Fleck Bill to Place Moratorium on New Cyber Charter Schools Advances
Legislation authored by state Rep. Mike Fleck (R-Huntingdon/Blair/Mifflin) that would maintain the current number of cyber charter schools in Pennsylvania until funding issues are addressed, was approved Monday by the House Education Committee. House Bill 980 now heads to the full House for consideration.
“The appropriate manner of funding cyber charter schools is a complex issue on which there is significant disagreement.” said Fleck. “Allowing the number of approved cyber charter schools to increase before the General Assembly addresses this issue would only exacerbate the pressures on the funding system. My bill would give us ample time, to develop and consider funding solutions.”
House Bill 980 would place a three-year moratorium on the processes through the Pennsylvania Department of Education (PDE) which receives, reviews and acts upon cyber charter school applications. During the moratorium, which will begin on July 1, 2013, and continue through June 30, 2016, PDE would not receive or act on new cyber charter school applications.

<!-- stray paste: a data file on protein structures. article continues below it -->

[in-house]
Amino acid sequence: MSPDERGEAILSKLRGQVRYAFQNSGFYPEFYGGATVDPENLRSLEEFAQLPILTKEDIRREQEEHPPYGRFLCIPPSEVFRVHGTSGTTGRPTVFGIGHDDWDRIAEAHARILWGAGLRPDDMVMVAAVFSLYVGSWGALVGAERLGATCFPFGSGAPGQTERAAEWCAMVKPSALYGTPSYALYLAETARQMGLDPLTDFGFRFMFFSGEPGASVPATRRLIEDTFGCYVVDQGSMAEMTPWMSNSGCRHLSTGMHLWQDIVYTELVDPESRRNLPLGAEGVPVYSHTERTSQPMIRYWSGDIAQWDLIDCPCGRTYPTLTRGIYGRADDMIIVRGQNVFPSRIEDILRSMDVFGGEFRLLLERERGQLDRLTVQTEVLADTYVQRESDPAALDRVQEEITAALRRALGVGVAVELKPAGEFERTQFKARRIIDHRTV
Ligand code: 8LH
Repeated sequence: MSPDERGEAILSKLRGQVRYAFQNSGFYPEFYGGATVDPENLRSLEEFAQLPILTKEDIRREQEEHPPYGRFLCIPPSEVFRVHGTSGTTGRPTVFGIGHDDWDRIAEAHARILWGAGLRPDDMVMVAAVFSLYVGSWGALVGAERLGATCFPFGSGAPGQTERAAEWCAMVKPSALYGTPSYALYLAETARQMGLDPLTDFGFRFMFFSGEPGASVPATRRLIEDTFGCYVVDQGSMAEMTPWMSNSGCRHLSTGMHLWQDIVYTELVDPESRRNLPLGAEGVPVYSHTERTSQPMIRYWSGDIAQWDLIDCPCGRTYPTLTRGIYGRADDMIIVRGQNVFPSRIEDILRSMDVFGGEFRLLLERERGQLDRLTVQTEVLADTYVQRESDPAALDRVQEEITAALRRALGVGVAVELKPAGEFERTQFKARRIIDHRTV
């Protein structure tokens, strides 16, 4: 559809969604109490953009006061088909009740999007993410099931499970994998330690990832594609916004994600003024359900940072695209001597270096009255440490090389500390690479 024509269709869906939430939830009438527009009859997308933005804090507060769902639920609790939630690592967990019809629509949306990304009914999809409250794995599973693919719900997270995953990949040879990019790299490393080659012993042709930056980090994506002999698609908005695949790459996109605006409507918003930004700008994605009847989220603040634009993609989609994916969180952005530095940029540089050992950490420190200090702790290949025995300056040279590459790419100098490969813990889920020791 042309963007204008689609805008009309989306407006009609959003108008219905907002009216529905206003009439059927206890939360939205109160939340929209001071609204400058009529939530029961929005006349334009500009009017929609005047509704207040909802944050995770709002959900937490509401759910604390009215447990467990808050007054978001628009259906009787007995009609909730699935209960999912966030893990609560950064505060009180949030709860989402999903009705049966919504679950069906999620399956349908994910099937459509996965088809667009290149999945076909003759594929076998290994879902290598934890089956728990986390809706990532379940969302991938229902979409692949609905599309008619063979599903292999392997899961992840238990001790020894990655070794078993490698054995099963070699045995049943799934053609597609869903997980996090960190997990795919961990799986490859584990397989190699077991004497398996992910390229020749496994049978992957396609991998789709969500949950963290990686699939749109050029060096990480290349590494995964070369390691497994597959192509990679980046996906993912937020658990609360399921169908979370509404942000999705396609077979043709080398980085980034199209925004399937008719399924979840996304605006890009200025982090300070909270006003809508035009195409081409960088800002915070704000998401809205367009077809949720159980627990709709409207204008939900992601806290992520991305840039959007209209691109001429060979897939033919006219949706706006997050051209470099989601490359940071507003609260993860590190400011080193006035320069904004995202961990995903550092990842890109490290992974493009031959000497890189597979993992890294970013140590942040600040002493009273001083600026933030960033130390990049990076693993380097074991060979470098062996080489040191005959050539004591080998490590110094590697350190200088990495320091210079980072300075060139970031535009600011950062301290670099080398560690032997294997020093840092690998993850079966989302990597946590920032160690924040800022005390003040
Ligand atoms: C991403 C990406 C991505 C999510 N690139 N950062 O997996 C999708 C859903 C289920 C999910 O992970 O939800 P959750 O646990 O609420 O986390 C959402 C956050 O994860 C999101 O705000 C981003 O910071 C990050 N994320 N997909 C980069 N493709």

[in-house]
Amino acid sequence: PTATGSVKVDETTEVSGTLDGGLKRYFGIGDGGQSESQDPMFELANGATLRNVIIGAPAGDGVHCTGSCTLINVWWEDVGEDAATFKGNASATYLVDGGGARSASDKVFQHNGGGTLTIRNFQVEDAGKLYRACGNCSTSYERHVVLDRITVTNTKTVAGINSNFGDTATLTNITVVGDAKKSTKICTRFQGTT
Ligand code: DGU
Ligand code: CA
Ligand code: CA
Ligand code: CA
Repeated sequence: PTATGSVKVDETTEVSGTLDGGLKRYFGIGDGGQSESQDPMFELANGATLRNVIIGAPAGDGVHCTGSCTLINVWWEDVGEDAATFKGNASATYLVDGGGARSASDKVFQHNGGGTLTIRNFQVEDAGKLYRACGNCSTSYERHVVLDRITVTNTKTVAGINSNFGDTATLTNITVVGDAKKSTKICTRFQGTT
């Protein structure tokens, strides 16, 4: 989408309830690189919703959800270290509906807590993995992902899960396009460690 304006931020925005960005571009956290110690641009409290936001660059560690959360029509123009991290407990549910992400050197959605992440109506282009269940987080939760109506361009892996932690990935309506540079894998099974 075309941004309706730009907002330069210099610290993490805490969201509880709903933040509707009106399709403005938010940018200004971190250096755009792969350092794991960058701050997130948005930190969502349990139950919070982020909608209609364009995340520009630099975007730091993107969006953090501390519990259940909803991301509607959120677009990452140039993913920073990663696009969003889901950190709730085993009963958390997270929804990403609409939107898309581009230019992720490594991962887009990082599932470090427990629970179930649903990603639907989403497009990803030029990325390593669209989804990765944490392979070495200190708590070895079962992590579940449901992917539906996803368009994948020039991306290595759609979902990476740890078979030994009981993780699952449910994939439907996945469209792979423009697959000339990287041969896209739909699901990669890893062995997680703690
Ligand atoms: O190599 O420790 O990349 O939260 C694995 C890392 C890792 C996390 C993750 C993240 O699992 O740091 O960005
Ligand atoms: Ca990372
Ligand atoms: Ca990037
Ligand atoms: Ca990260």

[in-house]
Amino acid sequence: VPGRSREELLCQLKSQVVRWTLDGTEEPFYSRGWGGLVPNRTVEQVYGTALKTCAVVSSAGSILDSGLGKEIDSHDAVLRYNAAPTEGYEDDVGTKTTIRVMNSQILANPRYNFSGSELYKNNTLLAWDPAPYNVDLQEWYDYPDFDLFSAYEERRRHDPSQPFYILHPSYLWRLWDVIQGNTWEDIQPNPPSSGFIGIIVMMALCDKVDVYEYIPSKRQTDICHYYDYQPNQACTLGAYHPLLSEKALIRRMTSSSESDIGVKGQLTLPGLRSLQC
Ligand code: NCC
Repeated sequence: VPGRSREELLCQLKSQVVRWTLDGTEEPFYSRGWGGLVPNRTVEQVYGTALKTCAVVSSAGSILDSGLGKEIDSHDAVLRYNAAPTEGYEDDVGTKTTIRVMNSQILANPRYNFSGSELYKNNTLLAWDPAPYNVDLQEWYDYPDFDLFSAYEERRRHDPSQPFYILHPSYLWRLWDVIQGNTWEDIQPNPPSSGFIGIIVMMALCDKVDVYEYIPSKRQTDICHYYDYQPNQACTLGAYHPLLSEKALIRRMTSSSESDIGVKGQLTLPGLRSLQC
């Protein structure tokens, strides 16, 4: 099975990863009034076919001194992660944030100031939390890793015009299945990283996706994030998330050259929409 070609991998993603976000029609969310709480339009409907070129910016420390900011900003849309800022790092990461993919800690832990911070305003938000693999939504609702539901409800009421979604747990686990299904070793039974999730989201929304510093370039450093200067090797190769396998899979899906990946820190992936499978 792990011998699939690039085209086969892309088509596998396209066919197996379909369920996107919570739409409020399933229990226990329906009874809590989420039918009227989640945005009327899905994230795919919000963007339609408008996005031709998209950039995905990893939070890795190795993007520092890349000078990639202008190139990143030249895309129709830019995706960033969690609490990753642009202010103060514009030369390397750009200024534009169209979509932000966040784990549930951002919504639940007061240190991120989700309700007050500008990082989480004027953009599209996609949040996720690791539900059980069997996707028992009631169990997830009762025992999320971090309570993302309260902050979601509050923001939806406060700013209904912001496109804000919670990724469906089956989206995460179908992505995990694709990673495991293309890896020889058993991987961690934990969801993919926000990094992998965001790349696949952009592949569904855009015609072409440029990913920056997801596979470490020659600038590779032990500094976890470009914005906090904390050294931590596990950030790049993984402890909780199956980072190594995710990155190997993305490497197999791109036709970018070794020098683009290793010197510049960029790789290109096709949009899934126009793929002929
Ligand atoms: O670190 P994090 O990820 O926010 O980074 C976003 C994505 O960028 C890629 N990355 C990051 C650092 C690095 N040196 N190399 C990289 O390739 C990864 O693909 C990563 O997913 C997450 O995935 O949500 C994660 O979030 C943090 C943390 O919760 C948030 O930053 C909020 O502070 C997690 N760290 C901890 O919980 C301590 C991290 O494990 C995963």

There are currently 16 cyber charter schools located in the Commonwealth, which gives students and parents a large number of options to consider. Only the state of Arizona has more cyber charter schools in operation.
Fleck’s measure would also set limits on unassigned fund balances that may be accumulated by charter school entities and require them to refund excess unassigned fund balances to school districts.
“The Public School Code currently limits the unassigned fund balances that school districts may amass, but places no similar restrictions on charter school entities,” said Fleck. “My proposed legislation would level the playing field between school districts and charter school entities, by requiring them to adhere to the same requirements. Furthermore, school districts would benefit by receiving refunds of excess tuition paid to a charter school entity in the prior school year.”
In addition, the committee, of which Fleck is a member, approved legislation that would allow school districts to deduct the full costs of pension contributions and food service before making payments to cyber charter schools during the next two years.
House Bill 618 would also increase transparency and accountability, ensure for the enforcement of compulsory attendance, apply teacher evaluations and academic quality measures, create a funding commission to examine funding reforms, and allow for direct payments to charter schools. The bill now heads to the full House for consideration.
“House Bill 618 is a good start toward reforming the funding formula we currently use for Pennsylvania’s charter and cyber charter schools,” said Fleck. “We need to take a hard look at how our education dollars are spent and ensure they are being spent wisely.”
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